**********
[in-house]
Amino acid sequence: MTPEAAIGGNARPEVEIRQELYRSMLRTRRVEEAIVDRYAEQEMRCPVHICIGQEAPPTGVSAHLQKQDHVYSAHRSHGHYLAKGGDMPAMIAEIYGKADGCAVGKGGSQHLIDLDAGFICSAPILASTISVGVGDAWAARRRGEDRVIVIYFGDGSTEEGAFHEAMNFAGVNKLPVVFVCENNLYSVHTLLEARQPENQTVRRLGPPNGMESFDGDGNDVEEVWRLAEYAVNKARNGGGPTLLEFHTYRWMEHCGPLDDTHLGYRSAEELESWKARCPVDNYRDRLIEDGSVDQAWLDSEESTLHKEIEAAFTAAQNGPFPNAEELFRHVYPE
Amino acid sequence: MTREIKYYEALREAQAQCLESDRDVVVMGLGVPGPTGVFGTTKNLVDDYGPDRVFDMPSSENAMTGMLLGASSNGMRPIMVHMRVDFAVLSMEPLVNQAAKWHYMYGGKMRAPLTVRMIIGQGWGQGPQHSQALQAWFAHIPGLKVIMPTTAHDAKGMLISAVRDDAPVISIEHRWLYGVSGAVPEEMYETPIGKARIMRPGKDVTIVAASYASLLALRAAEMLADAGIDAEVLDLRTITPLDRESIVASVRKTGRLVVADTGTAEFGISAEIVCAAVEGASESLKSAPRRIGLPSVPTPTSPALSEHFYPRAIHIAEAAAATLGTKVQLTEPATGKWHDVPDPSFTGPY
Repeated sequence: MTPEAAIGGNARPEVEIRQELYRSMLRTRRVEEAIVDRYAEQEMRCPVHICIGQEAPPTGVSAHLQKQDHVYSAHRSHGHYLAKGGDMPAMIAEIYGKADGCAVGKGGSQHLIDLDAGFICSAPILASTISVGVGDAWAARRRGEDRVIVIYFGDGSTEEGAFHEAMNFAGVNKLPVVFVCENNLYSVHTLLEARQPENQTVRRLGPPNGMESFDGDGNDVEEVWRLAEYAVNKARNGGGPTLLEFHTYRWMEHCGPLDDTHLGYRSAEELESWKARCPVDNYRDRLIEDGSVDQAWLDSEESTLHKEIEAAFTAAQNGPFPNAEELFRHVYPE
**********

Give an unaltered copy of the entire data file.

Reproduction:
[in-house]
Amino acid sequence: MTPEAAIGGNARPEVEIRQELYRSMLRTRRVEEAIVDRYAEQEMRCPVHICIGQEAPPTGVSAHLQKQDHVYSAHRSHGHYLAKGGDMPAMIAEIYGKADGCAVGKGGSQHLIDLDAGFICSAPILASTISVGVGDAWAARRRGEDRVIVIYFGDGSTEEGAFHEAMNFAGVNKLPVVFVCENNLYSVHTLLEARQPENQTVRRLGPPNGMESFDGDGNDVEEVWRLAEYAVNKARNGGGPTLLEFHTYRWMEHCGPLDDTHLGYRSAEELESWKARCPVDNYRDRLIEDGSVDQAWLDSEESTLHKEIEAAFTAAQNGPFPNAEELFRHVYPE
Amino acid sequence: MTREIKYYEALREAQAQCLESDRDVVVMGLGVPGPTGVFGTTKNLVDDYGPDRVFDMPSSENAMTGMLLGASSNGMRPIMVHMRVDFAVLSMEPLVNQAAKWHYMYGGKMRAPLTVRMIIGQGWGQGPQHSQALQAWFAHIPGLKVIMPTTAHDAKGMLISAVRDDAPVISIEHRWLYGVSGAVPEEMYETPIGKARIMRPGKDVTIVAASYASLLALRAAEMLADAGIDAEVLDLRTITPLDRESIVASVRKTGRLVVADTGTAEFGISAEIVCAAVEGASESLKSAPRRIGLPSVPTPTSPALSEHFYPRAIHIAEAAAATLGTKVQLTEPATGKWHDVPDPSFTGPY
Repeated sequence: MTPEAAIGGNARPEVEIRQELYRSMLRTRRVEEAIVDRYAEQEMRCPVHICIGQEAPPTGVSAHLQKQDHVYSAHRSHGHYLAKGGDMPAMIAEIYGKADGCAVGKGGSQHLIDLDAGFICSAPILASTISVGVGDAWAARRRGEDRVIVIYFGDGSTEEGAFHEAMNFAGVNKLPVVFVCENNLYSVHTLLEARQPENQTVRRLGPPNGMESFDGDGNDVEEVWRLAEYAVNKARNGGGPTLLEFHTYRWMEHCGPLDDTHLGYRSAEELESWKARCPVDNYRDRLIEDGSVDQAWLDSEESTLHKEIEAAFTAAQNGPFPNAEELFRHVYPE